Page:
The more I see of you the more I like you.
I opened only two bottles but more were in the refrigerator.
We have more time than we thought.
Phoned twice more.
Take more tea.
More can be said.
An example of more means you go down the slide once again.
An example of more means that you prefer dogs to cats.
More satisfying, more intensely.
An example of more is when you have two cats and you get a third cat.
She needs some more time.
A hall with more seats.
More land; more support.
Loved him even more.
More difficult; more softly.
More of us are going.
- 1898, Winston Churchill, chapter 5, The Celebrity.Then we relapsed into a discomfited silence, and wished we were anywhere else. But Miss Thorn relieved the situation by laughing aloud, and with such a hearty enjoyment that instead of getting angry and more mortified we began to laugh ourselves, and instantly felt better.
- 2013 July-August, Henry Petroski, “Geothermal Energy", American Scientist, volume 101, number 4:"ŠAncient nomads, wishing to ward off the evening chill and enjoy a meal around a campfire, had to collect wood and then spend time and effort coaxing the heat of friction out from between sticks to kindle a flame. With more settled people, animals were harnessed to capstans or caged in treadmills to turn grist into meal.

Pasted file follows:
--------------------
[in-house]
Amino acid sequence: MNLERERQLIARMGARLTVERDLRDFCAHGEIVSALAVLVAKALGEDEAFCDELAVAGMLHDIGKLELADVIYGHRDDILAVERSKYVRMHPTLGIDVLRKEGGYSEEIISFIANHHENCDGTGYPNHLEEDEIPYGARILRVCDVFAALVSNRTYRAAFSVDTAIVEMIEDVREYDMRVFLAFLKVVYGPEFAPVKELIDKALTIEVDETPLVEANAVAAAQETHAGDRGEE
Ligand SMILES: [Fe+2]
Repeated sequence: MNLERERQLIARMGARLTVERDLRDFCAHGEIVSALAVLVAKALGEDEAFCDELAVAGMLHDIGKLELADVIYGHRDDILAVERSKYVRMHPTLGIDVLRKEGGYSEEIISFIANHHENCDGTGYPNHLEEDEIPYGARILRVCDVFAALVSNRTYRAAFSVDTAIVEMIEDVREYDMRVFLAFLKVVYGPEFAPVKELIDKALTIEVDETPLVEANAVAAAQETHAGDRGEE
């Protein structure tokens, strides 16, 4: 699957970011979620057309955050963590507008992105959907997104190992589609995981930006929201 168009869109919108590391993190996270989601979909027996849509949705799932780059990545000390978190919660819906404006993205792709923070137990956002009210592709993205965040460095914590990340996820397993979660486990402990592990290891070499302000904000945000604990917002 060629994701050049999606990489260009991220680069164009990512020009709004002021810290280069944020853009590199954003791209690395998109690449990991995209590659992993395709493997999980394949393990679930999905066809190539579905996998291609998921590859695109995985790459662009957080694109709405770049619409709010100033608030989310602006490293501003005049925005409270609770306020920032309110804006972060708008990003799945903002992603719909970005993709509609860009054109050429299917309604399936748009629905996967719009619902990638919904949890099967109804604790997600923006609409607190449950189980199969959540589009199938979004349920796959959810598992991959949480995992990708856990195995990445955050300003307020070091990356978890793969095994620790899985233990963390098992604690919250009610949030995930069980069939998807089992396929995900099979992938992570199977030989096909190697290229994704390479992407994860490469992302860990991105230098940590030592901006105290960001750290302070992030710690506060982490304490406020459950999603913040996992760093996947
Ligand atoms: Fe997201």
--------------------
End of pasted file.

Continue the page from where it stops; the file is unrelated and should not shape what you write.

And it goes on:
You're more beautiful than I ever imagined.
No more than a disagreement from a friend.
- To a steadily increasing extent or degree:Getting more and more worried.
- About; approximately:Holds two tons, more or less.
- To an undetermined degree:Were more or less in agreement.
- to an increasing degree; increasingly
- a constantly increasing amount, quantity, degree, or number (of persons or a specified thing)
- to some extent
- not more; nothing furtherLet's have no more of your insolence.
- no longer in existenceThe glory that was Rome is no more.
Origin of more
- Middle English from Old English māra māre mē-3 in Indo-European roots
From American Heritage Dictionary of the English Language, 5th Edition
- From Middle English more, from Old English māra (“more"), from Proto-Germanic *maizô (“more"), from Proto-Indo-European *mÄ“- (“many"). Cognate with Scots mair (“more"), West Frisian mear (“more"), Dutch meer (“more"), Low German mehr (“more"), German mehr (“more"), Danish mere (“more"), Swedish mera (“more"), Icelandic meiri, meira (“more").
- From Middle English more, moore (“carrot, parsnip") from Old English more, moru (“carrot, parsnip") from Proto-Germanic *murhō(n), *murhijō(n) (“carrot"), from Proto-Indo-European *mork- (“edible herb, tuber"). Akin to Old Saxon moraha (“carrot"), Old High German morha, moraha (“root of a plant or tree") (German Möhre (“carrot"), Morchel (“mushroom, morel")). More at morel.
- From Scottish Gaelic mór (“big"). Also a variant of Moore.
- From Middle English moren, from the noun. See above.
- From Middle English -more